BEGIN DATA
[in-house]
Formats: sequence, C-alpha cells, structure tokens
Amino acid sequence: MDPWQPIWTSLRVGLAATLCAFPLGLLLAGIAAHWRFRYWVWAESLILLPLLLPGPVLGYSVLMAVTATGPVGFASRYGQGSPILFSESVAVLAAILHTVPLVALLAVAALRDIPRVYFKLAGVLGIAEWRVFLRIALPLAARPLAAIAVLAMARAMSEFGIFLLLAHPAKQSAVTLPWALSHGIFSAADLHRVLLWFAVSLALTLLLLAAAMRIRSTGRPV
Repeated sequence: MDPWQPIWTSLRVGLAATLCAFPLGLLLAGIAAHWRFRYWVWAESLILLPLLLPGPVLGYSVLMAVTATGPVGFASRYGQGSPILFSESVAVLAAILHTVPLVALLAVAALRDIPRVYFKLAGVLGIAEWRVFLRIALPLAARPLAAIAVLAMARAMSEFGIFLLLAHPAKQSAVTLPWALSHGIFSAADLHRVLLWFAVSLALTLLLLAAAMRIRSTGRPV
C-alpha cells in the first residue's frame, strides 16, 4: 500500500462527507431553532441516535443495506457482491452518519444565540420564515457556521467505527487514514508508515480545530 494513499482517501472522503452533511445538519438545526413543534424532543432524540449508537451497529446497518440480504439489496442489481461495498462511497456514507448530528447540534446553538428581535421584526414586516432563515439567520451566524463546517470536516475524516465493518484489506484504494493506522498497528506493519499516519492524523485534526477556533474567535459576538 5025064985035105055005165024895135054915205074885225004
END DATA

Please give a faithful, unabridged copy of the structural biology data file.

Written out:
[in-house]
Formats: sequence, C-alpha cells, structure tokens
Amino acid sequence: MDPWQPIWTSLRVGLAATLCAFPLGLLLAGIAAHWRFRYWVWAESLILLPLLLPGPVLGYSVLMAVTATGPVGFASRYGQGSPILFSESVAVLAAILHTVPLVALLAVAALRDIPRVYFKLAGVLGIAEWRVFLRIALPLAARPLAAIAVLAMARAMSEFGIFLLLAHPAKQSAVTLPWALSHGIFSAADLHRVLLWFAVSLALTLLLLAAAMRIRSTGRPV
Repeated sequence: MDPWQPIWTSLRVGLAATLCAFPLGLLLAGIAAHWRFRYWVWAESLILLPLLLPGPVLGYSVLMAVTATGPVGFASRYGQGSPILFSESVAVLAAILHTVPLVALLAVAALRDIPRVYFKLAGVLGIAEWRVFLRIALPLAARPLAAIAVLAMARAMSEFGIFLLLAHPAKQSAVTLPWALSHGIFSAADLHRVLLWFAVSLALTLLLLAAAMRIRSTGRPV
C-alpha cells in the first residue's frame, strides 16, 4: 500500500462527507431553532441516535443495506457482491452518519444565540420564515457556521467505527487514514508508515480545530 494513499482517501472522503452533511445538519438545526413543534424532543432524540449508537451497529446497518440480504439489496442489481461495498462511497456514507448530528447540534446553538428581535421584526414586516432563515439567520451566524463546517470536516475524516465493518484489506484504494493506522498497528506493519499516519492524523485534526477556533474567535459576538 5025064985035105055005165024895135054915205074885225004